Gatuyuriana Explains: Why Kenyan Capital Markets are failing

The performance of our capital markets has started the year on low footing. Even though there is a significant improvement from the end of 2015 especially on fixed income securities, trading at the Nairobi Securities Exchange is still bearish. Listed entities in various counters have been issuing profits warnings.Is this a signal to our collapsing capital markets? If so, why do capital markets collapse? We interrogate:

1.Capital flight. This occurs when investors pull out of the market en masse either due to panic, which triggers an exit stampede. The market is left injured. In our case, foreign investors have been pulling capital out of Kenya and relocating to other emerging markets which are performing comparatively better than the NSE.

We have a charging bull at Wall Street. Should we have a crawling tortoise at NSE?


2.Market bubble. This is when the securities value are exaggrated. Either, during an initial public offering, there is floated an hyped offer price which does not commensurate with the underlying assets of the issuer. We saw this in home Africa listing. In such instance, there is a rush to acquire the securities by speculators eager to make hay while the sun shines. The securities price shoots far above the listing offer.

Then there is a lull. Markets gyrations causes market correction, and eventually the stock finds its actual value. The bubble just explodes. The investors in the primary offer have already made a killing. The investors who acquired the securities in the secondary markets are left with valueless stock. They dispose it to count the losses, aggregating the situation. In the long run. this affects the markets, both in operations and confidence.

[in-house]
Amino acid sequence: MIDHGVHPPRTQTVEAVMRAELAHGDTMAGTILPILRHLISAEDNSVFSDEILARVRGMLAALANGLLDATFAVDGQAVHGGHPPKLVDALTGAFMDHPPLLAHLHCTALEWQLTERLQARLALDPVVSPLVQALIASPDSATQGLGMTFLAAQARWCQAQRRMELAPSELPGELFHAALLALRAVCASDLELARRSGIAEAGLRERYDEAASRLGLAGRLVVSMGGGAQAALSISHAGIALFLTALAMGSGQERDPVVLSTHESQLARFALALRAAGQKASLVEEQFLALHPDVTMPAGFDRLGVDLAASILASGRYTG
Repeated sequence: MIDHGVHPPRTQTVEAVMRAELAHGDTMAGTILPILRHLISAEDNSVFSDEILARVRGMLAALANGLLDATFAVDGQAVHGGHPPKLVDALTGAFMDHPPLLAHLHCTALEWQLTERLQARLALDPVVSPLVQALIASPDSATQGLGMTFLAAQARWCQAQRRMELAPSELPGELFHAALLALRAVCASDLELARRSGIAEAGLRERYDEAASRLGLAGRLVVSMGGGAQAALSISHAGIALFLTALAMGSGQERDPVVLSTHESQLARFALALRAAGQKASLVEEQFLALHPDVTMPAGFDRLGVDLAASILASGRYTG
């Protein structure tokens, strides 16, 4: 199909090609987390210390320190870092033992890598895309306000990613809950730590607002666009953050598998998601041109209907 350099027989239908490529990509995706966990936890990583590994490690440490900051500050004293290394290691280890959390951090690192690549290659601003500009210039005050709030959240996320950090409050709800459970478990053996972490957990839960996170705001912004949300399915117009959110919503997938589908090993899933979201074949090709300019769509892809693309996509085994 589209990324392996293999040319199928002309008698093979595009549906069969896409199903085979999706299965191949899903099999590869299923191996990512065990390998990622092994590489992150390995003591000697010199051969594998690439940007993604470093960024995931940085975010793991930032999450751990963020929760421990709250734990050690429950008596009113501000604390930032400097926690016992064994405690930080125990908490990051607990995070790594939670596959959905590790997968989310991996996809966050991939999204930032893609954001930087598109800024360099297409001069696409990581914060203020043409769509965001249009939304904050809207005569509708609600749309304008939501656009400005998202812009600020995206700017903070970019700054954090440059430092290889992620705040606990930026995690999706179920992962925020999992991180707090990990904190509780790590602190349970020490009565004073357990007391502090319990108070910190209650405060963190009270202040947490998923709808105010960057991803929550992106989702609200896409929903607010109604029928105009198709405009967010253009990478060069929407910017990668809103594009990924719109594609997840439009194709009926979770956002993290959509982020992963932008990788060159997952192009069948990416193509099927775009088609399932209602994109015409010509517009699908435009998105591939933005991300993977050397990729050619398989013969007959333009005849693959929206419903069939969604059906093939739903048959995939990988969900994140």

3.External shocks. The country may have no control over this. However, this could also be caused by inept legal framework. We saw this with the re-introduction of Capital Gains Tax on market Securities, an action which caused down turn on the markets.

4.Ethical deficiency. There are investors, regulators and industry sharks who deliberately engineer the collapse of the markets for selfish needs. They may push strategic issuers to precipice with an hidsight that the government would bail them out anyway. Could this may have been the case with KQ and Uchumi?

These reasons would have sank better if effeciently contextualized with more illustrations. Nevertheless, the reasons are visible and are causing our markets to fail. We expect the markets to boom this year, But this expectation is just a hope. For there to be booming markets, a potpourri of issues are at play. Most important, the regulators must play their part.

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